Yoshitoshi was an active Japanese artist from 1839 to 1893.
He also created woodblock prints under the assumed
name of Taiso Yoshitoshi.
Regardless of the name used, this master was deemed
one of the greatest innovators and creative geniuses of the
Ukiyo-e world of art. When
he died, he penned a special Haiku poem that read,
“Holding back the night - with its increasing brilliance
– the summer moon”.
While some woodblock print artists had a short
career, Yoshitoshi’s life of painting stretched out over
two eras, which included the latter old feudal Japan years,
as well as the early new modern Japan years.
Because of this, his work was diverse.
Yoshitoshi was extremely interested in capturing
things from the new Japan but also wanted to make sure he
continued to show reverence to the old.
One of the legends left behind was his fight with
technology, especially in his later years.
For instance, most of the Japanese woodblock print
artists were turning to new methods of technology, something
Yoshitoshi was not interested in learning.
For instance, while others were using lithography and
photography, Yoshitoshi continued using ancient methods of
to keep tradition alive, Yoshitoshi pushed hard until his
death to bring this art form to light, which he did.
Yoshitoshi was born in Edo, which is today’s Tokyo.
Born to a rich merchant father who used his wealth to
gain samurai status, Yoshitoshi was sent to live with his
uncle at the age of three.
This uncle had no children so he took special care
and interest in Yoshitoshi’s life.
Known early in life as Owariya Yonejiro, his name was
changed when he went to work for Kuniyoshi who was an
exceptional Japanese woodblock print master.
Yoshitoshi began his apprenticeship in 1850 when he
was just 11 years of age.
Yoshitoshi was never officially listed as
Kuniyoshi’s successor although he was rated as his top
Yoshitoshi created his first woodblock print in 1853.
several years, nothing more was seen.
It is believed by historians that illness suffered by
Kuniyoshi was the reason.
Unfortunately, his beloved master died in 1861 at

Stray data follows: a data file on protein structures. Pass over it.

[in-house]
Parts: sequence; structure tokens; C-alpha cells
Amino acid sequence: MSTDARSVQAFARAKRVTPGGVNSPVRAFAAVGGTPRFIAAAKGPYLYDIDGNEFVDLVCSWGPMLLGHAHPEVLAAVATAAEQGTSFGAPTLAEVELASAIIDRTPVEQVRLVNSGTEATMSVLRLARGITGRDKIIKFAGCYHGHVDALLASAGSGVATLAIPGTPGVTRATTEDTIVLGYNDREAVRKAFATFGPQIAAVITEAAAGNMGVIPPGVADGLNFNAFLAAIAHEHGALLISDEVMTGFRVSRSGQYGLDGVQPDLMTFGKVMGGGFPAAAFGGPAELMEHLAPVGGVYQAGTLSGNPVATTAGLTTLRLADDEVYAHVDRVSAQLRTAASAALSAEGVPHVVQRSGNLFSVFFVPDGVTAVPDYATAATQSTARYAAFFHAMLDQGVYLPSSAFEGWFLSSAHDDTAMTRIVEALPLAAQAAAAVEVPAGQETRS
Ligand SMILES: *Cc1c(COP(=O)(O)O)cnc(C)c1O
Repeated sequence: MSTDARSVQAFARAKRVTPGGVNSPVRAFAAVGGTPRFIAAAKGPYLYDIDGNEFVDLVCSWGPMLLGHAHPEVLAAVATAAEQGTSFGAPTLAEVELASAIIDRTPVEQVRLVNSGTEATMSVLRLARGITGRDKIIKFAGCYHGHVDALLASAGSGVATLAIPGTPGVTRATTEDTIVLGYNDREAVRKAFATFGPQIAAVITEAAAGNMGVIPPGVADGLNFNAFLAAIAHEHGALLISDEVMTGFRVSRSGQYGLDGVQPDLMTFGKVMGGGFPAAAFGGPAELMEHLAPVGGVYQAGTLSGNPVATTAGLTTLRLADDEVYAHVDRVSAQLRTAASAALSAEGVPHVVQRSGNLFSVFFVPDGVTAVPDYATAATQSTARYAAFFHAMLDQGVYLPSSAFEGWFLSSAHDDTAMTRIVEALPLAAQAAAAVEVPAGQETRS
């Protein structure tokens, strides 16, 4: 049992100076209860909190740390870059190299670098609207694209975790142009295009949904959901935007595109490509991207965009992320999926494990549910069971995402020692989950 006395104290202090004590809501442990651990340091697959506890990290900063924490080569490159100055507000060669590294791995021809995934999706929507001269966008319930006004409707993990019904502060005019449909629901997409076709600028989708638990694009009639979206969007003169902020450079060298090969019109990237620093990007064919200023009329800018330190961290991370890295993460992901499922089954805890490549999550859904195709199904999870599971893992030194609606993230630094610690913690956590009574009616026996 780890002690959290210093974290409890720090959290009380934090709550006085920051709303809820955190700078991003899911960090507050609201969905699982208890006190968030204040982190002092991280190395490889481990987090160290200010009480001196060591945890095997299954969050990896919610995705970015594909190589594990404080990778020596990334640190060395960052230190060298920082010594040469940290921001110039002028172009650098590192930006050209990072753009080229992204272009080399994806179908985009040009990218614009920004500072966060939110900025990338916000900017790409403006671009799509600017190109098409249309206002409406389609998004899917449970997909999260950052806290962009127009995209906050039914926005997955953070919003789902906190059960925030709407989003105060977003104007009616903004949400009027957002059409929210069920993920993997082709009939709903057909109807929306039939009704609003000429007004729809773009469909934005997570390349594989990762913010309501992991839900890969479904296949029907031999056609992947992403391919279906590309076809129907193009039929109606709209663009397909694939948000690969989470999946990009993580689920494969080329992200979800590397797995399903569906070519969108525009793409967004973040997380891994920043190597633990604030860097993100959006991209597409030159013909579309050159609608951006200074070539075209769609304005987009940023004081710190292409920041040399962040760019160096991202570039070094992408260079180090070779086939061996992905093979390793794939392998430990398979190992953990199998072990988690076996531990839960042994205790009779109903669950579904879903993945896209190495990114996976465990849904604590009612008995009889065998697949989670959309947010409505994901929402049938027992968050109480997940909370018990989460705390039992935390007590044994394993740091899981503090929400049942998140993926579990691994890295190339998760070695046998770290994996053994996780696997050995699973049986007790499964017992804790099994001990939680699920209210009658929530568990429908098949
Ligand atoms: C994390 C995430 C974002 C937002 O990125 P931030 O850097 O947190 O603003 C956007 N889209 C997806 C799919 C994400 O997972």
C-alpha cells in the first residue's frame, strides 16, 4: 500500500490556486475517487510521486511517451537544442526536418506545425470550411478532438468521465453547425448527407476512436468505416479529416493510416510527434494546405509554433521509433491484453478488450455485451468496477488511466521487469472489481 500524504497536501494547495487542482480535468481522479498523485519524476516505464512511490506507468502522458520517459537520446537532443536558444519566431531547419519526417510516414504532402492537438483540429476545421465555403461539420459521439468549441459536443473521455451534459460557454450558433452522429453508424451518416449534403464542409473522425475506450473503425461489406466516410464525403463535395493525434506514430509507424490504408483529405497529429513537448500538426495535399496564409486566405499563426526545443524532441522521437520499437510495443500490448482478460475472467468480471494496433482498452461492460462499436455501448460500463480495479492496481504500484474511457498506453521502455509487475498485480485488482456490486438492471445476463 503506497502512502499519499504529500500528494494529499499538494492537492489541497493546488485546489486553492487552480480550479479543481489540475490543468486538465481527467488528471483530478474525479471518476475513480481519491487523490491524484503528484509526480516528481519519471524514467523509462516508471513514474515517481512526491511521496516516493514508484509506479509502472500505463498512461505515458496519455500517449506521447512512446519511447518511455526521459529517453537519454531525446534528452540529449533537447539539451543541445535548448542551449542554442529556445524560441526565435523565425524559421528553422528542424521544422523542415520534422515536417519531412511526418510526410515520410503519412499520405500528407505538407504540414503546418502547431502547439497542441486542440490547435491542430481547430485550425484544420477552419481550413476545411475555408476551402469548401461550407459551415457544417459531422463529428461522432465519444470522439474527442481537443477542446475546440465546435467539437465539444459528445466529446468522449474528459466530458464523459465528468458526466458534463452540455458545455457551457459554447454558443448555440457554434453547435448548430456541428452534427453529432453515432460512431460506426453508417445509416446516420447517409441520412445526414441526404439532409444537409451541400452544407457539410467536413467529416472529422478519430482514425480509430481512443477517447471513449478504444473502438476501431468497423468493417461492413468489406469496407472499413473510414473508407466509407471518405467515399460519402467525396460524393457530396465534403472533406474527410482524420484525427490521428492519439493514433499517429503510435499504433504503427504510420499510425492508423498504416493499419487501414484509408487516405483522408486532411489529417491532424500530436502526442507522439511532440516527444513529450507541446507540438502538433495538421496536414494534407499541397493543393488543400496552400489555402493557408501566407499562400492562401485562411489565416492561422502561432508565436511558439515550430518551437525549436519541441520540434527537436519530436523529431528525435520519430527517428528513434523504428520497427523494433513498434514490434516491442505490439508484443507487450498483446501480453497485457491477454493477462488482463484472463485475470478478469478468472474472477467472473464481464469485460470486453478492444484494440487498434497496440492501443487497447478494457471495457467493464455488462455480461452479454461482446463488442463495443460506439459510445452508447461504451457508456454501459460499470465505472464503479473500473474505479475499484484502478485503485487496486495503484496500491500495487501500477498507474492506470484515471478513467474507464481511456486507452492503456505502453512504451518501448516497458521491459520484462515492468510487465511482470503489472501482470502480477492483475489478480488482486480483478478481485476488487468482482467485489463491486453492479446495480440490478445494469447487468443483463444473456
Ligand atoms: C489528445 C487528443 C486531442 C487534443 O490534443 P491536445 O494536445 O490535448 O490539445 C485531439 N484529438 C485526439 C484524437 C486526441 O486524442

which time Yoshitoshi produced 44 prints over the next year.
If you were to look at the early creations, you would
notice much violence and death depicted. Again, historians believe this was directly the result of the
old feudal Japan collapsing around him.
From 1862 to 1869, fame followed Yoshitoshi, as he
produced some incredible woodblock prints.
However, because so much of his work related to
violence, he stopped receiving commissions for his work.
Because of this, he was overcome with depression in
Yoshitoshi lived in filth, although he stayed faithful to
his mistress named Okoto. To help bring in money, his mistress had to sell her personal
were so poor that planks in the floor were burned for
By 1873, things started to turn around for Yoshitoshi.
He changed his attitude and started creating more
woodblock prints. Realizing his name had a bad connotation to it, he changed it
to the family name of Taiso, which interestingly, translates
in English to “great resurrection”
As newspapers were common now, Yoshitoshi was given
the opportunity to create a special print for one.
Even with his new focus on painting, he and his
mistress stayed poor. To
keep the two alive, she begin working in a brothel until
Then in 1877, the Satsuma Rebellion, a cause trying
to stop the new Japan, began.
With this, woodblock prints, especially those made
with old techniques were extremely popular and in high
opened a new door for Yoshitoshi, bringing to him wealth.
This same year, Yoshitoshi took a new mistress by the
name of Oraku who also sold her personal possessions, as a
means of supporting him.
One year later, the two broke up with her also going
to work for a brothel house.
From 1877 to 1880, the well-known woodblock print
artists had all passed away.
This meant that the art was fading while the new
Japan was pressing in.
Not giving up on his techniques and standards, he
continued his work. Then
in 1880, he met Sakamaki Taiko, having two children. Even though the two married four years later, he still
piddled with his art. However,
his wife’s love and encouragement had a positive influence
Now more settled, Yoshitoshi spent his latter years
being highly production.
In fact, from 1885 to 1892, he painted two
magnificent series, one called New Forms of Thirty-Six
Ghosts and One Hundred Aspects of the Moon.
Each of these series was a depiction of Kabuki
actors, along with theatrical scenes.
To maintain some of old Japan’s artful traditions,
he worked along side his friend and actor, Danjuro.
Even with his zest for life and determination to keep
old Japan alive, he began to suffer mental health problems,
often suffering from delusions.
As he grew worse, the only resolution was to have him
committed to a special facility for the mentally ill.
Rather than staying and getting help, Yoshitoshi left
in 1892 and rented rooms.
Just three weeks after being out of the hospital,
Yoshitoshi died at the age of 53 from a cerebral hemorrhage.
While Yoshitoshi’s fame was lost for many years, it
was revisited in 1970.
What current art masters discovered was the immense
depth of detailing, coupled with quality and originality.
While he never had the chance to realize, Yoshitoshi
did in fact keep the old feudal Japan alive, which is
appreciated around the world to this day.